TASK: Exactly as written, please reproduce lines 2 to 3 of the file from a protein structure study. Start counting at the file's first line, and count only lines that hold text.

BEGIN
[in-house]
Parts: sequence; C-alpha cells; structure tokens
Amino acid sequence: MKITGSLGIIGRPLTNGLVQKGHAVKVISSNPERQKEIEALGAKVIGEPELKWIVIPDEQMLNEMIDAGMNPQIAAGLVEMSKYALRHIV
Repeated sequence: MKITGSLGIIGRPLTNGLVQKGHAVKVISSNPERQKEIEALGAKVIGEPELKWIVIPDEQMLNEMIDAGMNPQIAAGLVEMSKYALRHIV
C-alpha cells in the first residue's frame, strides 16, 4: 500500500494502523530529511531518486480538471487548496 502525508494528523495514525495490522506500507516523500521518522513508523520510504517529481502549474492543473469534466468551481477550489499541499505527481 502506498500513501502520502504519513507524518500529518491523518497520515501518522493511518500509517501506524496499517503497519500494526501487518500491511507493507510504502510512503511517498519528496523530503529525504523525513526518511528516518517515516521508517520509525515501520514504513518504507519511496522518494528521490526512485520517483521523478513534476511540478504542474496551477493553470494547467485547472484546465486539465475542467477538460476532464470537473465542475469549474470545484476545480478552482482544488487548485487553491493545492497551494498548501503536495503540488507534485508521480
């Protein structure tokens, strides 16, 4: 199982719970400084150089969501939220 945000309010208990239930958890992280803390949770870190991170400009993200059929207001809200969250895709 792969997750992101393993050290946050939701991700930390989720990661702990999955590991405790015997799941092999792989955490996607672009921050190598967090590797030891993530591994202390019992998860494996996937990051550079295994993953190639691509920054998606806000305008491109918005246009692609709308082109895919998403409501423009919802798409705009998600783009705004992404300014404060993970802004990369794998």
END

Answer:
Parts: sequence; C-alpha cells; structure tokens
Amino acid sequence: MKITGSLGIIGRPLTNGLVQKGHAVKVISSNPERQKEIEALGAKVIGEPELKWIVIPDEQMLNEMIDAGMNPQIAAGLVEMSKYALRHIV